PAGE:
I have been working in Kaseya a bit and I have had issues with domain joining systems and rejoining systems to domains. I would have even liked to rename systems if I could. After searching and testing many different ideas I have com across PowerShell’s way of domain joining systems.
In Powershell V2 there is a new cmdlet called
Add-Computer and it has more power than the GUI version of the domain joining system.
PS C:\> Add-Computer [-DomainName] [-Credential ] [-OUPath ] [-PassThru] [-Server] [-Unsecure] [-Confirm]
PS C:\> Add-Computer [-WorkGroupName] [-Credential ]
The command below I will be joining the domain “testdom.local” and have already said what account I want to use to do this. This will result in the need to enter a password but that is a simple step. The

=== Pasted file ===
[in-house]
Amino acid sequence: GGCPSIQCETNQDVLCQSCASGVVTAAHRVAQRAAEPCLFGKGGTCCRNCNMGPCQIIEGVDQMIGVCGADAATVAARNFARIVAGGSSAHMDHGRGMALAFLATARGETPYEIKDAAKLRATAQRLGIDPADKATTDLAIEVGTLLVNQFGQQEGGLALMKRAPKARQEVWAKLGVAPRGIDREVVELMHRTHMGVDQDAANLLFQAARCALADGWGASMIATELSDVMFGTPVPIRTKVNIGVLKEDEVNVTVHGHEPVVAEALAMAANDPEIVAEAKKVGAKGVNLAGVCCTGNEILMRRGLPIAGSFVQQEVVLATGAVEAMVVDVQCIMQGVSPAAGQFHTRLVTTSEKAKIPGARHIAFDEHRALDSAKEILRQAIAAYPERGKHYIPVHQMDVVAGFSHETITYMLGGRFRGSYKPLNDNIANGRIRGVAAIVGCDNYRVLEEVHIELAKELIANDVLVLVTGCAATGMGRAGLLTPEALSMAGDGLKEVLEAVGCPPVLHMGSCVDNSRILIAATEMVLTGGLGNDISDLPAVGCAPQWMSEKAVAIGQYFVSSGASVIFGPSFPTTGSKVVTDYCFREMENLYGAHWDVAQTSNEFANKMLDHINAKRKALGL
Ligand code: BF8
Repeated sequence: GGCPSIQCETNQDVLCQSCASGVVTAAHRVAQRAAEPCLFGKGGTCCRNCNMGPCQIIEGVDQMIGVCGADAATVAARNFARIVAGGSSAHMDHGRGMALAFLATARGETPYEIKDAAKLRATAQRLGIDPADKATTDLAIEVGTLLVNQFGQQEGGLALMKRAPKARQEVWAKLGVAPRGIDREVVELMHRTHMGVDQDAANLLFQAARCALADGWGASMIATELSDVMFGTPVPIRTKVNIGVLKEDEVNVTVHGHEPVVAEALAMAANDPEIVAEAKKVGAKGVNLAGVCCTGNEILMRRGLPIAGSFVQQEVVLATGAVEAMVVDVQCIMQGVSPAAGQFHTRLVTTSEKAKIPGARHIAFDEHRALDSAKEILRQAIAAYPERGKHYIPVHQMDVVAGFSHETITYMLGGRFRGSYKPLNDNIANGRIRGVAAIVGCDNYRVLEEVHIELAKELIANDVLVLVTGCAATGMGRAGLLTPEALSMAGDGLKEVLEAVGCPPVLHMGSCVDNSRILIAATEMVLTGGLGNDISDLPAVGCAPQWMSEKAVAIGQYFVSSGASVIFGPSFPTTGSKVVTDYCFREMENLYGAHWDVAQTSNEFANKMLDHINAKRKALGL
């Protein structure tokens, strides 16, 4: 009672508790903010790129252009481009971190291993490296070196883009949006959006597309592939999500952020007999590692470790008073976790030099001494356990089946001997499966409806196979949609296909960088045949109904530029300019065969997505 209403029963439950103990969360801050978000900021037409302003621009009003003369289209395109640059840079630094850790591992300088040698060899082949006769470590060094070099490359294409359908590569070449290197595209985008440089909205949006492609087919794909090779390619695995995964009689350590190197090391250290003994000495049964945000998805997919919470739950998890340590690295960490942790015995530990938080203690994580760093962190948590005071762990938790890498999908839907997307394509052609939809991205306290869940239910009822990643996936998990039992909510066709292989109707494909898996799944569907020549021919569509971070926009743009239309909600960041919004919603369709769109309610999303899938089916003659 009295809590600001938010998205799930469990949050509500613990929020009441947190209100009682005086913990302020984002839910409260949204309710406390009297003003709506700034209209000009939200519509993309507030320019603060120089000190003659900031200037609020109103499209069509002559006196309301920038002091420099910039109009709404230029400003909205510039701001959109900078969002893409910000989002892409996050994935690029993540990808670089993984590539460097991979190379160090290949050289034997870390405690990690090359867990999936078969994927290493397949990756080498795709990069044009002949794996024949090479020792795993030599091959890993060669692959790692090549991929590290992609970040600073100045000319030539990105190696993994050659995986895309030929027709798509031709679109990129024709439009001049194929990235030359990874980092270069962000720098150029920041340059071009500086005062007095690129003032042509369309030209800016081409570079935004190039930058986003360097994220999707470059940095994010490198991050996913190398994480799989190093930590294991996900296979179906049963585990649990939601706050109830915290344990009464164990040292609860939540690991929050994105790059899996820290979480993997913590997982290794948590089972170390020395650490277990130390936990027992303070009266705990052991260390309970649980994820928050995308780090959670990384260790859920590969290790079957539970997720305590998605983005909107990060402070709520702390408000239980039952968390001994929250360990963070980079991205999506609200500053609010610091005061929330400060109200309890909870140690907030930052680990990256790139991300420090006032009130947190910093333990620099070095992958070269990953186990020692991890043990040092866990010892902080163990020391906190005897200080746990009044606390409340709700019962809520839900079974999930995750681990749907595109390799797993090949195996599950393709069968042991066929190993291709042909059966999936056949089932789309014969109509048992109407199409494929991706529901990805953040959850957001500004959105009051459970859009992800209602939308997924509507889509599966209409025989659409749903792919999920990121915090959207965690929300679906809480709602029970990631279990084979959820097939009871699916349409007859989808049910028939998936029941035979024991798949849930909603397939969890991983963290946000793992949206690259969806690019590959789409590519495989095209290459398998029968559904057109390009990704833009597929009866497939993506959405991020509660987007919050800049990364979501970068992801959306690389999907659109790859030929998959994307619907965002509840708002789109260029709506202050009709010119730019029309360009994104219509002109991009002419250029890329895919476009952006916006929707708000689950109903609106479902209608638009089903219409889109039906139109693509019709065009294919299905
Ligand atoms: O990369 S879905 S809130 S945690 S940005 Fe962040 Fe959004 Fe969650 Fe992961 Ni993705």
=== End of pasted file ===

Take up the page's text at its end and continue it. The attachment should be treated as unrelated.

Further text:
-passthru switch will give me some basic details about the domain join.
PS C:\> Add-Computer -domainname testdom.local -cred testdom.local\administrator -passthru
You can even specify an Orginization Unit using the switch
-OUPath if you did not want to move the system to a different OU after it has been joined to the domain.
The place that this is cmdlet great for anyone running a managed service system like Kaseya is when you can remove a computer from a domain and change the computers name and rejoin the domain. To change a systems name you can use the following command.
PS C:\> Add-Computer -workgroup workgroup -newname testsys01 -force -restart
-Force will suppress the confirmation boxes since the cmdlet
Add-Computer asks for confirmation on all commands. The final switch will
-Restart will do exactly what it says, it will restart the system after it has run since a restart is often required to make the changes effective.